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The building (saga) of my 12E7-0127 S100 truck (October 29 update)

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  • The building (saga) of my 12E7-0127 S100 truck (October 29 update)

    The Premise: If Studebaker had continued producing cars past the ’66 model year and somehow managed to increase profits to satisfy the shareholders/Board of Directors, perhaps the company would have elected to offer a line of light-duty pickup trucks to its customers. To this point I’m willing to bet they would only have been able to offer a badge-engineered version of another manufacturer’s truck. With the already established link between Studebaker and GM with the McKinnon engines, and with the remarkably coincidental styling of the ’66 Studebaker car and ’67 Chevy pickup grills, I think the ’67 Chevy pickups would have been the ‘new’ Studebaker pickup.
    I’m thinking that if Studebaker actually did badge engineer a Chevy truck they would have followed the trend of manufacturers naming their trucks by number to differentiate the payload ratings such as C10, C20, C30 for Chevrolet, and D100, D200, D300 for Dodge. So the ‘S100’ would signify that the truck was a Studebaker ½ ton.

    The Build Objectives: this whole build started out as a whim on my part to depart the rat-race once I retired. Growing weary of keeping my fleet of 3 vehicles clean, and in tip top shape, plus maintaining my daughter’s cars I wanted to build something cool that I could drive in all weather, something that I didn’t have to keep clean, and something that I didn’t care if I got a scratch or two on…in other words something I could have fun with all the time, any time. Anything I do with this truck is done with the following objectives in mind:
    -it has to look like a ‘farm’ truck that’s been worked hard its whole life.
    -it has to be safe, reliable, and a daily driver.
    -it has to a Studebaker.
    -it has to be low budget
    -it has to be fun, as in fun to build and fun to drive.

    Removing the Roadblocks: So far (in the last 4 years) there have only been two real roadblocks, one expected, the other one rather unexpected. The expected one was Mrs. Junior. Usually she does not put up much resistance with my car shenanigans, but this one was a bit of a struggle. It went something like “Let me get this straight. You have a perfectly good new truck that you bought and said would be good for your retirement years and now you want to sell it, buy a beater, fix that up and call it a Studebaker? Are you CRAZY??” Somehow with a lot of ‘discussion’ I got my way, with one provision, the same one that I’ve had placed on my last few builds…whatever I bought had to be a running/driving vehicle, it wasn’t allowed to be towed home.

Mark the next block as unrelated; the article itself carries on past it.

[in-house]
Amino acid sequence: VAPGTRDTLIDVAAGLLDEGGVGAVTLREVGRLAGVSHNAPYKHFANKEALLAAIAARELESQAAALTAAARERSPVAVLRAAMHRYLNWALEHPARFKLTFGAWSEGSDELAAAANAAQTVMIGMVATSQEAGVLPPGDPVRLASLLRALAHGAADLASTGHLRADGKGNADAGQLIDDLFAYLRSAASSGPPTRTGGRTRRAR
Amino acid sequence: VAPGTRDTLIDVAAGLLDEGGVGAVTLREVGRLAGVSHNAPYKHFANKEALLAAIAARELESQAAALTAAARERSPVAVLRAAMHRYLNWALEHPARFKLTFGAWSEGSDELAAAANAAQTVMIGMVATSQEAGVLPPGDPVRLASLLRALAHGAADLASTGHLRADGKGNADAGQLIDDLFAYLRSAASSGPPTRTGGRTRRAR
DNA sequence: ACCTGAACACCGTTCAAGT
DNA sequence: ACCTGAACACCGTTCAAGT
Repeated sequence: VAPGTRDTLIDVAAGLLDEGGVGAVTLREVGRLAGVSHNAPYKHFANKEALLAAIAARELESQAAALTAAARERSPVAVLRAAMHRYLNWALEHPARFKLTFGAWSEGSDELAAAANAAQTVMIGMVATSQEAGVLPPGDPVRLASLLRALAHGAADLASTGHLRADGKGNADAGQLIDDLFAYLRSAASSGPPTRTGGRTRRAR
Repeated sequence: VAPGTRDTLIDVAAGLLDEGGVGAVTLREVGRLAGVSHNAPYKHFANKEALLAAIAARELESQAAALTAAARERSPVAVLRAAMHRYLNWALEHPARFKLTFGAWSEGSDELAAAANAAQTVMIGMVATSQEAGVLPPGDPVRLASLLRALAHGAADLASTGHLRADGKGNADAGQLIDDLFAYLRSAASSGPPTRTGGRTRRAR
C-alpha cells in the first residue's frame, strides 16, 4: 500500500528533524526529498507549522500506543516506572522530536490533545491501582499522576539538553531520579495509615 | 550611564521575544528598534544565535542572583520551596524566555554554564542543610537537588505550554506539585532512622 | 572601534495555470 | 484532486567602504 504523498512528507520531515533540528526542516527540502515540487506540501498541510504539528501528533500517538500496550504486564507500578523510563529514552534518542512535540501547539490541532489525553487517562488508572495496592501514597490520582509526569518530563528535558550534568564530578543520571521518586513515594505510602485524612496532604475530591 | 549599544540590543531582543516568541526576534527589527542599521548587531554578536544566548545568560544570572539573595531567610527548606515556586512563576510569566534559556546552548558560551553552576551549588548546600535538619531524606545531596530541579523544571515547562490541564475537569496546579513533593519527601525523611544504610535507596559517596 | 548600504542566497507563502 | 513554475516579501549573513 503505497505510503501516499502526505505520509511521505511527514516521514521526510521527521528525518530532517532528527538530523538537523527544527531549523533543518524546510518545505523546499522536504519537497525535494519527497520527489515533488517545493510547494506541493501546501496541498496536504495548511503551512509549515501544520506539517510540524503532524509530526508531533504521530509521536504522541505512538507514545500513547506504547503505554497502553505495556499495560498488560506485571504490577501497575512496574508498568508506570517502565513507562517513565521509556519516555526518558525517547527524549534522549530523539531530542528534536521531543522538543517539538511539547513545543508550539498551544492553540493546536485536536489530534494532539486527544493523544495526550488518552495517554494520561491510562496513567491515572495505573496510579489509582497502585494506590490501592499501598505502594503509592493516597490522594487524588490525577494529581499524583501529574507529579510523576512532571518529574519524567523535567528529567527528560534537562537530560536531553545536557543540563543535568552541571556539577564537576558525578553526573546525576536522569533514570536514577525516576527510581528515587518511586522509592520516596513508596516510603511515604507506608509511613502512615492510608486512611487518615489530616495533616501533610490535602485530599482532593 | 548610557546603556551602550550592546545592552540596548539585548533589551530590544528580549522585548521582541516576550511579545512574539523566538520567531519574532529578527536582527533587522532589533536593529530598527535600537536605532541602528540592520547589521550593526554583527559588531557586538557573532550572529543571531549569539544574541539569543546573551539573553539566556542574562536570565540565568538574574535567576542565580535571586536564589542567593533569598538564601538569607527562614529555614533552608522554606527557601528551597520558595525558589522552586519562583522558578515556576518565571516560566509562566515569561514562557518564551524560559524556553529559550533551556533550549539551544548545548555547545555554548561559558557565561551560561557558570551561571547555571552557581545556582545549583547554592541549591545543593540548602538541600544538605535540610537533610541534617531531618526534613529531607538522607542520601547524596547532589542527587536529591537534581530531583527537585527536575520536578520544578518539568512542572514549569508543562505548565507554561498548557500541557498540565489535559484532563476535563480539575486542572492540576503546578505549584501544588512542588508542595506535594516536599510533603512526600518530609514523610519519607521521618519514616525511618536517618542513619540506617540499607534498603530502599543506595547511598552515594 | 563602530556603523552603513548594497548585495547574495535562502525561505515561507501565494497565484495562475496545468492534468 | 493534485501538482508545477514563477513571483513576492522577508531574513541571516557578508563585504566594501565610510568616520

The unexpected roadblock was finding a truck to buy. My list of ‘has to haves’ was not too extensive: 67 to 72 Chevy/GMC truck, long wheelbase, fleetside box, manual transmission. Most candidates were too good, too expensive, too rusty, automatics or not running. It’s not like there were hundreds to choose from in my area and since the demand for these trucks is fairly high most of the jokers selling them, especially the ‘needs some TLC’ ones figured their trucks were worth way more than I was willing to pay. It took about six months of looking, but I found a suitable one at a price I was willing to pay in August of 2016.

    The Successful Candidate: The truck is a 1971 GMC. From the factory it was equipped with a 350 4bbl engine, 4 speed, heavy duty springs and shocks, leaf spring rear suspension, wood box floor. Not much else on the option side of things. Taylor, the guy I bought it from, told me the truck was originally purchased by the Alberta Linseed Oil Company from Medicine Hat Alberta. It served as their shop truck, and judging the ‘custom’ body work by ‘Dent’ I figure it led a hard life indeed. At some point it was stolen, and Taylor bought it as a ‘theft recovery’ unit from an auction. He had put some money and effort into ‘rat rodding’ the truck which included making it LOUD and rolling on coat of black paint…nice and thick…over the factory turquoise paint. New clutch, carb, headers, sparkplugs and wires, aluminum intake, rad, fuel tank, mild cam, rear tires, aluminum wheels, and half-assed exhaust system were the mechanical updates. Cowl induction hood, rolled rear pan, and peep mirrors were the extent of body mods. The interior ‘up grades’ were limited to no-name monster tach and cheesy radio/cd changer bouncing around in the glove compartment.